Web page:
And another thing, (while I’m ranting)! Don’t ever tell a deli clerk that your cold cuts need to be sliced ‘very, very, very thin,’ because your kid won’t eat it otherwise. That’s just wrong. There are millions of hungry children in this world, who would thank God for a slice of Boar’s Head Oven Gold turkey, regardless of how thickly or thinly it’s sliced. You should be raising your child to be thankful, not spoiled and unappreciative. I mean, really! You are doing your child no service by pandering to such nonsense. The next time your kid complains about a cold cut being too thick, you should simply say, “Oh, ok. I guess you’re not that hungry. Let’s bring this pound of Boar’s Head ham to the local food bank, to feed some other child who will actually appreciate it.”

OK, now that I’ve gotten those little issues off my chest, let’s move forward.

Pandemonium ensued at the grocery store, as would be expected on the day before the strike of a major blizzard. Customers were lined-up by the dozens to buy pounds of perishable lunch meats, the logic of which escapes me. Cold cuts need to be kept cold, otherwise they will spoil. So if you lose power, and can’t cook for a day or two, you will also lose refrigeration. Wouldn’t it make more sense to stock-up on cans of tuna and chicken, etc., than to buy tons of perishable lunch meats? Just saying…

As I was slicing very, very, very thin lunch meats for my very, very, very panicked customers, I made a mental assessment of my own home survival situation. I came to the conclusion that since my Uncle Ed and I had a freezer and refrigerator full of enough food to last us weeks, not to mention the formidable cache of canned goods (purchased prior to the end of the Mayan calendar), which could feasibly keep us nutritionally sustained for at least 3 months, I didn’t need to worry about bringing home more food. I needed to bring home wood.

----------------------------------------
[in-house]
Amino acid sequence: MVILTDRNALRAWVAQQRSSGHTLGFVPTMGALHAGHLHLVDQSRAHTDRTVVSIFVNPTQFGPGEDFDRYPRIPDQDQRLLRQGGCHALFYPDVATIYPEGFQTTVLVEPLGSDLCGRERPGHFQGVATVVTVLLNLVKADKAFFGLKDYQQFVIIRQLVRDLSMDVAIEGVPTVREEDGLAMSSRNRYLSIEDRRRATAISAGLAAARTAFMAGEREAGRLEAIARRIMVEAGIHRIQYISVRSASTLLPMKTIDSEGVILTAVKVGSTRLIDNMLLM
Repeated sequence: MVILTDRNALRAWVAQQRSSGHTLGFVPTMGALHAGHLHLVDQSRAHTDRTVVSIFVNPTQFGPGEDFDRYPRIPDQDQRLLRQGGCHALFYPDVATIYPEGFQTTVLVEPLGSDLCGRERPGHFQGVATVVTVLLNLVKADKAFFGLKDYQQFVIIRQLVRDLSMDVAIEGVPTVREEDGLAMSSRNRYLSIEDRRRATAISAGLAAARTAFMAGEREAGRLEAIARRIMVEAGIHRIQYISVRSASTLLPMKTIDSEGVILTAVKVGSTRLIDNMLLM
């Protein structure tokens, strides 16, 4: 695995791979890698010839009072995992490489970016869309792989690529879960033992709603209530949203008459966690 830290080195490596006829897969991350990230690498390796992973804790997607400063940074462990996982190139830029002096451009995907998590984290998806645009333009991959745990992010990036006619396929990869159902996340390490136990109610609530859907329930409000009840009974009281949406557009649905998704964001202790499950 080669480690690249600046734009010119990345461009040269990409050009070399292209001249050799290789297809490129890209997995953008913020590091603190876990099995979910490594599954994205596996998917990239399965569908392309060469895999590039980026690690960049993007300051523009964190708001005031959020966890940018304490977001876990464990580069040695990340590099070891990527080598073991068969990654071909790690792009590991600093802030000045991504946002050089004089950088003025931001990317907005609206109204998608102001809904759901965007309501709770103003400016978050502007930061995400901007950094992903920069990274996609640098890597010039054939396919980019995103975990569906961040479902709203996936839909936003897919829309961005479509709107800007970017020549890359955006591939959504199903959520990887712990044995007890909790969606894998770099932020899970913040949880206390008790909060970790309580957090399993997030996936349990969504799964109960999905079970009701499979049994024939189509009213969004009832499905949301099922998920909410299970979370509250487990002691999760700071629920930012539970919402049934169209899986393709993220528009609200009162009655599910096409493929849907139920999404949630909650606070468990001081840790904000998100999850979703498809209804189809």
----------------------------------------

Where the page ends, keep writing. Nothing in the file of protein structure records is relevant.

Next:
Five semi-frozen logs from the yard does not make for a sustaining warm abode, should we lose power. I worked an extra half hour, till 10:30 pm, to help get the deli department closed and cleaned for the morning crew. Then, I filled a shopping cart with two large burnable bags of hardwood.

Upon arriving home, I cleverly left one of the bags in the trunk of the car, because I had every expectation that my dear old Uncle Ed would give me a hard-time for spending money on wood, when we have so much here in the yard.

Sure enough, when he saw me lugging the first batch into the house, his eyes went wide and wild, and he exclaimed, “You bought wood?!!”

I answered him matter-of-factly, and said, “Yes, Uncle Ed! I bought wood! I took as much as I could from the yard today, but the rest of it is frozen solid. In case you didn’t know, we’re about to have a blizzard. We might lose power. And there is NO way you and I are going to be sitting here in an icy cold house without some firewood to burn! OK?”

Uncle Ed locked his eyes into mine in a steely glare, and then he smiled and said, “OK. You’re right. That was smart of you to do that.”

Fortunately, we never lost power (as I mentioned earlier). But we have been enjoying the warm glow of the fireplace ever since.